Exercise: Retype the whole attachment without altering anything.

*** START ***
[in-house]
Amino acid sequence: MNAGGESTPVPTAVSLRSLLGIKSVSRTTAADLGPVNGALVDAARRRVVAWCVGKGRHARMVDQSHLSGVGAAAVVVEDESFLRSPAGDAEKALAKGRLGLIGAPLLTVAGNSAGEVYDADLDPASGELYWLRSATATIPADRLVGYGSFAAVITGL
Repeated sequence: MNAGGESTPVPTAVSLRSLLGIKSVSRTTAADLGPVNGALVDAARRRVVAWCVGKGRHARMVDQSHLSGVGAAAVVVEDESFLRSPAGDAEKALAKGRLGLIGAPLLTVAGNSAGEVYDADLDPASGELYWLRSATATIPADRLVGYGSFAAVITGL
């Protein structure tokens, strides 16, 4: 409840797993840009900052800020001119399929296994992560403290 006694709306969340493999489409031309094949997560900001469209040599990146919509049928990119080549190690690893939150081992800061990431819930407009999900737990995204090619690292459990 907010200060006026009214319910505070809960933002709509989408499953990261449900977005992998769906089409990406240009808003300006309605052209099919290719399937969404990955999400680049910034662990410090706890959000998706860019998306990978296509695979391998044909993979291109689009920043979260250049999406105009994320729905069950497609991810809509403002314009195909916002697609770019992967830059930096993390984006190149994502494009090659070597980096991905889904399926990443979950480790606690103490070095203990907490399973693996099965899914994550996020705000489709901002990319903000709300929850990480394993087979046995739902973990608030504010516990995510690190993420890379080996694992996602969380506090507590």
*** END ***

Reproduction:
[in-house]
Amino acid sequence: MNAGGESTPVPTAVSLRSLLGIKSVSRTTAADLGPVNGALVDAARRRVVAWCVGKGRHARMVDQSHLSGVGAAAVVVEDESFLRSPAGDAEKALAKGRLGLIGAPLLTVAGNSAGEVYDADLDPASGELYWLRSATATIPADRLVGYGSFAAVITGL
Repeated sequence: MNAGGESTPVPTAVSLRSLLGIKSVSRTTAADLGPVNGALVDAARRRVVAWCVGKGRHARMVDQSHLSGVGAAAVVVEDESFLRSPAGDAEKALAKGRLGLIGAPLLTVAGNSAGEVYDADLDPASGELYWLRSATATIPADRLVGYGSFAAVITGL
């Protein structure tokens, strides 16, 4: 409840797993840009900052800020001119399929296994992560403290 006694709306969340493999489409031309094949997560900001469209040599990146919509049928990119080549190690690893939150081992800061990431819930407009999900737990995204090619690292459990 907010200060006026009214319910505070809960933002709509989408499953990261449900977005992998769906089409990406240009808003300006309605052209099919290719399937969404990955999400680049910034662990410090706890959000998706860019998306990978296509695979391998044909993979291109689009920043979260250049999406105009994320729905069950497609991810809509403002314009195909916002697609770019992967830059930096993390984006190149994502494009090659070597980096991905889904399926990443979950480790606690103490070095203990907490399973693996099965899914994550996020705000489709901002990319903000709300929850990480394993087979046995739902973990608030504010516990995510690190993420890379080996694992996602969380506090507590």